By Gimba Kakanda
Either Sam Omatseye, who writes weekly to keep in touch with the reality for The Nation newspaper, is suddenly out of touch with the bytes of the digital jungle, or the prospects of his flamboyant prose impelled him to damn the consequences of his vulgarly-titled piece on the Labour Party’s presidential flag-bearer, Peter Obi. It couldn’t have been just poetic license, that readymade immunity of every carefree writer, that inspired his choice of Obi-tuary—a double entendre that incited supporters of the politician and made him the target of their memes, rejoinders, and self-reported death threats—as the title of his unflattering column to deconstruct the former governor of Anambra State.
Wondering why there’s a sudden “quiet on the eastern front,” where the inhabitants are no longer “mooning over a yellow sun,” Omatseye wove sarcasm and courage to paint Mr. Obi as the new priest of the neo-Biafra agitators. The dark imagery is unmistakable, and not even the lyrical lilt of his thesis could dim the gravity of his charges. Anyone who had paid even faint attention to the conversations around Nigeria’s public discourse in this long parade to the polling units next year, would’ve easily established that Omatseye was bound for a partisan firing squad.
Barely twenty-four hours after the Obi-Dients, which is what Obi’s supporters call themselves, began to boo and harry him, he rushed to his Facebook to say, “Mr. Peter Obi, call your followers to order,” and that “They are issuing death threats. If anything happens to me, you will be held responsible.” He was neither drawn to wordplay nor the metaphorical gymnastics for which he’s well-known. He spelled out his fear in what’s perhaps the simplest prose he had ever written.
But Omatseye wasn’t the linguistic provocateur that invented Obi-tuary to parody the Obi-Dient movement. The pun had been flying around Nigeria’s cyberspace since Obi’s wind began to blow towards Aso Rock. The columnist was also not the first to theorize that a segment of the Obi-Dients was IPOB’s foot-solders in search of a new prophet. A notable social media user, who was once the hero of the folks who identify as the Obi-Dients today, propounded that theory but the backlash made his scandalous private life the topmost trend on Twitter for days. He sought reconciliation with the figureheads of the movement to manage the fallout, and it seems quiet on that front since then.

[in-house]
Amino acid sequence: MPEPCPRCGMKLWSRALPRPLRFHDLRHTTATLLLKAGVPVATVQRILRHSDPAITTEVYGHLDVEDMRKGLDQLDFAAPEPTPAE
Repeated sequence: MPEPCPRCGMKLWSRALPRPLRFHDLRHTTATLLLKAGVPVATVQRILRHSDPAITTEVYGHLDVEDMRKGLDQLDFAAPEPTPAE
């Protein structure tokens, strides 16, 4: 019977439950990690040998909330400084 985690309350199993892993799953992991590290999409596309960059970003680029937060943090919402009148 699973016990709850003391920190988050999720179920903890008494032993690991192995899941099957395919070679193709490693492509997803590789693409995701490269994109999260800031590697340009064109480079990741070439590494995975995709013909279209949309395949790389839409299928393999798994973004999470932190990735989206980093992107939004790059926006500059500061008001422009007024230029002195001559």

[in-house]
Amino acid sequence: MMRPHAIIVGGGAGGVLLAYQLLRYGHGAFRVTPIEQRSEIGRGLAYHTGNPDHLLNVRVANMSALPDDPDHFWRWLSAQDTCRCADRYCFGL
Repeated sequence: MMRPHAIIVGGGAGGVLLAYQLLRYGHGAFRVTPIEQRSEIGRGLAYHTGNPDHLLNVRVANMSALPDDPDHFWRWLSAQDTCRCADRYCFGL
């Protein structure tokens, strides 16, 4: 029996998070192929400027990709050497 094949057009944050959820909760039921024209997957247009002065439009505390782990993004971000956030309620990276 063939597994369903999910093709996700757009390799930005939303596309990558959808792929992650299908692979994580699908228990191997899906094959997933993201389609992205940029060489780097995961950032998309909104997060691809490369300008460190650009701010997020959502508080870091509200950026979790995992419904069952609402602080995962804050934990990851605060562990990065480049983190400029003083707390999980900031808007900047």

What Omatseye painted as eery quiet on the Eastern front ought to have been framed as the obituary of something different, something menacing—the long-endured political apathy in the South East or among the Igbo. For a sub-region or a group reluctant to be unreservedly in Nigeria’s bed since the tragedies of the 1960s, Obi’s emergence signals the wake of a desirable quiet, a quiet we must frame as the triumph of democracy over anarchy. And that thesaurus of insults to deconstruct him went beyond the borders of intellectual interrogation.
The surge in the recently-concluded PVC registrations across the South-East was not a mistake. The Igbo would’ve utilized their numerical power to determine the course of elections we had witnessed in Nigeria since the return to democracy if they had partaken in the electoral process as they tend to do today. And describing this triumph as “a switch of battle gear” is an invitation to this cyber-riot that’s forced Omatseye to flee to a bunker.